Dr. Thomas Hilgers is an OB/GYN who was in practice before Roe v. Wade, training for medicine at the University of Minnesota Medical School followed by a residency at the Mayo Graduate School of Medicine.
In his 2020 book, “The Fake and Deceptive Science Behind Roe v. Wade,” Hilgers says that, despite pro-abortion claims that illegal abortions were common before Roe, he only ever encountered one woman in all his years of practice who tried to induce an illegal abortion.
The incident, he writes, took place in 1972, when the woman was 18 weeks pregnant. She came to the emergency room one night with a fever of 103.6° F and with abdominal pain and tenderness. Hilgers writes, “The signs and symptoms – along with the fever – are characteristic of acute chorioamnionitis – an infection that is present in the membranes and within the uterus surrounding the pregnancy.”
Hilgers wanted to know whether the baby was still alive. He used a Doppler unit to check for a fetal heartbeat. He found out that the baby’s heart was still beating. He writes:
I honestly didn’t know what to do at that moment. We had been taught – and I might add young doctors are today still being taught this – that the only treatment is to empty the uterus. So, I knew that the approach would be to start by giving her Pitocin, putting her in labor and in effect emptying the uterus.
That would have meant the death of the baby.
But the woman’s condition, though serious, was stable, and Hilgers wanted to try to save the baby. He admitted her to the hospital and put her on a high dose of antibiotics, keeping her under close observation. The next morning, the woman’s fever was gone, and her abdomen was less tender. Hilgers writes, “This gave me some hope that we might be successful with this treatment.”
He continued with the treatment, checking the woman throughout each day. By the ninth or tenth day of her hospitalization, she had recovered. The infection was gone. Her heart had also softened towards the baby. She decided to continue the pregnancy and keep her child.
Hilgers writes, “I could see that her heart was beginning to warm to this baby. When I discharged her, or shortly thereafter at least, she told me that she would be moving to Detroit and the baby would be born there.” Hilgers kept in touch with her, and she gave birth to a full-term, healthy baby girl.
The woman’s attitude changed completely. Right before the birth, Hilgers asked her what she was going to name her baby, and while he cannot remember the exact name, she told him it meant “looking forward to the baby coming.”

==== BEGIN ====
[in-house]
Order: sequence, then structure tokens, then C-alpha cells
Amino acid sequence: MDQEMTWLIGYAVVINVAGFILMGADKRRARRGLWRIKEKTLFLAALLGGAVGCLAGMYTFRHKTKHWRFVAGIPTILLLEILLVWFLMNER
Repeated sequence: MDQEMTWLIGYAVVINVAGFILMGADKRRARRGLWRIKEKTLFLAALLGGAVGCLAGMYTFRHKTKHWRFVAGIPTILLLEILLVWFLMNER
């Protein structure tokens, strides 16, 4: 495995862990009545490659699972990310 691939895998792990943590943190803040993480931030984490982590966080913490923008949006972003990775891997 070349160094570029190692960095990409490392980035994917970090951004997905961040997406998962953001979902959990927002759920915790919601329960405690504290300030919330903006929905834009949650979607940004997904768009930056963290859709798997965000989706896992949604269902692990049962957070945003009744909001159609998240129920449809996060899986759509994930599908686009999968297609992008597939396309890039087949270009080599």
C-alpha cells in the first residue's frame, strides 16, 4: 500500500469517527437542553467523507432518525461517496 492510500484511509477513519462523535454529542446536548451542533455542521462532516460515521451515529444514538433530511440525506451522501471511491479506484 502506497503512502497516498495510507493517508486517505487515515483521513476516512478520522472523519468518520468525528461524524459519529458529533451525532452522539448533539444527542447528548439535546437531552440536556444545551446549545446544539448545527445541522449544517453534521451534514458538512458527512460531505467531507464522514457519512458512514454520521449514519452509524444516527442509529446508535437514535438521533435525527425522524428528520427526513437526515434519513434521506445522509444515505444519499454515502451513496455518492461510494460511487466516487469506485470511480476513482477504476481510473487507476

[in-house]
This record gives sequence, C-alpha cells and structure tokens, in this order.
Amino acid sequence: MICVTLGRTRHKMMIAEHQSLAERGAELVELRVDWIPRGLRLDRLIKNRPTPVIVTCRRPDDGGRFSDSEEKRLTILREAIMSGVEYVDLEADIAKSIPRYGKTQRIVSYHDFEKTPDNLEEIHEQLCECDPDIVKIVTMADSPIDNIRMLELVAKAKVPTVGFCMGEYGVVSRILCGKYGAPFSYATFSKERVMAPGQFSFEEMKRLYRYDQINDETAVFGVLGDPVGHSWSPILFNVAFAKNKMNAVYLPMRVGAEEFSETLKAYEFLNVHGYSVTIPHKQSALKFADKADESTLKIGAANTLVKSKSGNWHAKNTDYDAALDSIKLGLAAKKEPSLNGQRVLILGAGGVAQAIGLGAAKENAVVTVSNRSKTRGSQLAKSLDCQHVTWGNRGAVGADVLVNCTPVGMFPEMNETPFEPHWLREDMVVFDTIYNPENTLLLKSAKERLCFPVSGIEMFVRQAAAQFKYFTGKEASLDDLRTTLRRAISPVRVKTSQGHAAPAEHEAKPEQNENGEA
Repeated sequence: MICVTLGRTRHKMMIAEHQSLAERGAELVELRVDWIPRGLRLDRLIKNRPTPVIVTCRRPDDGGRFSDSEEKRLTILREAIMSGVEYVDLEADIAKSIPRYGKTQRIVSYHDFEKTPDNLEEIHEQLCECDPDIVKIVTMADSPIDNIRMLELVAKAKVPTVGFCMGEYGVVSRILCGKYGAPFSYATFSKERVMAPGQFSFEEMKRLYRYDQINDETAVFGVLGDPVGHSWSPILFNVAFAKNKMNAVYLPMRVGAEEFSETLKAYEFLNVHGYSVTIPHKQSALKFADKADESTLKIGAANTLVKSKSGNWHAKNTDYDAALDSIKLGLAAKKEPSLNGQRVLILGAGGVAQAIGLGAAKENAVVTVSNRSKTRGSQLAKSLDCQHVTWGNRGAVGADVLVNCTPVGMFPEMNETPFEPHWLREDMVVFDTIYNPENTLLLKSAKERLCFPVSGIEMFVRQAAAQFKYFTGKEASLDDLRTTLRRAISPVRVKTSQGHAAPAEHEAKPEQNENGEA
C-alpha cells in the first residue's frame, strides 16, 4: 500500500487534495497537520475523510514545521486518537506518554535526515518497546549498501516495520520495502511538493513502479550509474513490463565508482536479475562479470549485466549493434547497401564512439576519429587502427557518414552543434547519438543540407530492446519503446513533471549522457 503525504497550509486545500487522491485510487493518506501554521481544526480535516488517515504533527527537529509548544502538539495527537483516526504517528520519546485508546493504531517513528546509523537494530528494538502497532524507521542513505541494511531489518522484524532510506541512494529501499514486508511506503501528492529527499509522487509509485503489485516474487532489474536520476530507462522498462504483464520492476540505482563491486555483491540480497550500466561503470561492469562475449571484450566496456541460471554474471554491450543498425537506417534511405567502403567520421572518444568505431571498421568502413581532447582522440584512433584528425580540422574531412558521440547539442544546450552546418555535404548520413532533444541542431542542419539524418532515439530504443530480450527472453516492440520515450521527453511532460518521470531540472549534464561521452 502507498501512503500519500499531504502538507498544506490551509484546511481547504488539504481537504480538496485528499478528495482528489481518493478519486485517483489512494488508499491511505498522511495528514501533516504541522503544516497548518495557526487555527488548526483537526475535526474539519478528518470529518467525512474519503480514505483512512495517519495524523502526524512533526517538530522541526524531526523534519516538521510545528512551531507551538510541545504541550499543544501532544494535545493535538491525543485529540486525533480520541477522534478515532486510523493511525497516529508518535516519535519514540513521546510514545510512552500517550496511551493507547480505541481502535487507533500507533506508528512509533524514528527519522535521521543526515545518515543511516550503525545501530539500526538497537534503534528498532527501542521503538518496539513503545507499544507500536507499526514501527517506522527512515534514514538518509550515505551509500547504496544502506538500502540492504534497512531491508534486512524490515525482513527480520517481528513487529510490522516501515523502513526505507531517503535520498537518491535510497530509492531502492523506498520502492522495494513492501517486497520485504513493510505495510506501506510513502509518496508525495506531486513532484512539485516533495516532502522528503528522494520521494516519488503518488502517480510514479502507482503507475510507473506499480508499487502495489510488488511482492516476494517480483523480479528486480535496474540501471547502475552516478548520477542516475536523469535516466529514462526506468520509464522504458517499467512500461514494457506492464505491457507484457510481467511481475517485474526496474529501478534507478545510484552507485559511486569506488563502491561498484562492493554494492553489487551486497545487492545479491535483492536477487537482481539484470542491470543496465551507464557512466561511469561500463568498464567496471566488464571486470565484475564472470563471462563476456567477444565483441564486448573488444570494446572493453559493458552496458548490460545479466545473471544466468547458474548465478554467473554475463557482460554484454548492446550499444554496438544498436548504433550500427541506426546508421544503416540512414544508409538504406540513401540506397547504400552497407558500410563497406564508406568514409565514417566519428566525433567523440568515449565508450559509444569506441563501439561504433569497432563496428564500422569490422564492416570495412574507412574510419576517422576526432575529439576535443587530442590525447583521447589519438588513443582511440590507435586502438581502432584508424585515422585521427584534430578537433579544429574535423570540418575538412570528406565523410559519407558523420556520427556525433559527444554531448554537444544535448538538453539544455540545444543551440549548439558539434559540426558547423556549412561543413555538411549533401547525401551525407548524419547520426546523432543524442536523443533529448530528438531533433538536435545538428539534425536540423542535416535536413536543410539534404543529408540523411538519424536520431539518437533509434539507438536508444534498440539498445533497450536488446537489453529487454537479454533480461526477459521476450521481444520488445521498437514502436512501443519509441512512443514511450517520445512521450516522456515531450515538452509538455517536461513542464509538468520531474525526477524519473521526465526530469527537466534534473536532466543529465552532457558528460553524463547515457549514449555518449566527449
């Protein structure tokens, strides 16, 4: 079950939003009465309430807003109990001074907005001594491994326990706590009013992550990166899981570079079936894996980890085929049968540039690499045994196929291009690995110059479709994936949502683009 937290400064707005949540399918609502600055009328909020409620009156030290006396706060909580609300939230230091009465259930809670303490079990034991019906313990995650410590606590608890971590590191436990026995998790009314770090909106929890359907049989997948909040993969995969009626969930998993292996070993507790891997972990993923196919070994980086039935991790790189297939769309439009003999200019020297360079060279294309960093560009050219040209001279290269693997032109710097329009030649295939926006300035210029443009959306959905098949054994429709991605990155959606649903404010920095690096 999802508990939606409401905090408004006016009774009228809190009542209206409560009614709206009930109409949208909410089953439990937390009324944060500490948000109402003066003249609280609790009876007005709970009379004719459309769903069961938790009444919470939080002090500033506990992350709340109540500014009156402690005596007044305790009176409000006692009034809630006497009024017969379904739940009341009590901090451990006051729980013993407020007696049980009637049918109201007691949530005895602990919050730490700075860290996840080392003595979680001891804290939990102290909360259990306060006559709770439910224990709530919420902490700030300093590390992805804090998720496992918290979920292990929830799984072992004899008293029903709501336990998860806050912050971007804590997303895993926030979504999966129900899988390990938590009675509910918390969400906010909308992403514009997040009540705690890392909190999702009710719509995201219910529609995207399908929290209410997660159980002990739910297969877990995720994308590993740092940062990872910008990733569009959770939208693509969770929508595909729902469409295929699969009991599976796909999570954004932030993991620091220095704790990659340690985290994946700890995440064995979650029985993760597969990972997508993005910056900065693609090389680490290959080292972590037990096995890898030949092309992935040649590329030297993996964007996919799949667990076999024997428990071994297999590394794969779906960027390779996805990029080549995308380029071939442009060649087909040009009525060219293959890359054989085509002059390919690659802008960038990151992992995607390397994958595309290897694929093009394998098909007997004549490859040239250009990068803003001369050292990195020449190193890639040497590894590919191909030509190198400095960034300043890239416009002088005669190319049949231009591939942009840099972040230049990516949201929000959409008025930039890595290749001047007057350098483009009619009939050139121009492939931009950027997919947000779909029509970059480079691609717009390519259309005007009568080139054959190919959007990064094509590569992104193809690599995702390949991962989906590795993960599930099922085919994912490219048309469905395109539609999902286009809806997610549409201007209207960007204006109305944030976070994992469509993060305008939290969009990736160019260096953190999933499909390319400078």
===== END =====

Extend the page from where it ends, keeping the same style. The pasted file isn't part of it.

The mother decided she wanted her child and changed her mind about having an abortion; all that was needed was a little time. Even though this woman was desperate enough to attempt an illegal abortion, only a few weeks later, she looked forward to having her daughter. Research shows that her experience is not uncommon. Surprisingly, this was shown in a study that was widely touted as being pro-abortion.
Pro-abortion activists claim the Turnaway Study shows that most post-abortive women don’t regret their abortions, but it suffers from a number of methodological flaws. There were legitimate questions about the selection of aborting women who took part in the study since these women were chosen by abortion workers. Most women who were asked declined to take part and many in the sample dropped out. In fact, only 17% of those asked completed the study. There was no follow-up for those who dropped out. There were other problems as well.
But one finding from the Turnaway Study has been ignored by pro-abortion activists and the media. The study found that women denied an abortion adjusted well and changed their minds about wanting one. Only a week after being denied an abortion, over a third of the women no longer wanted one. Five years later, 96% were glad they didn’t abort.
This seems to indicate that most women’s feelings about their pregnancies and their babies change over time, and the vast majority of women adjust when they cannot get abortions.
Source: Thomas W Hilgers, MD The Fake and Deceptive Science Behind Roe v. Wade (New York: Beaufort Books, 2020) 23, 24 – 25
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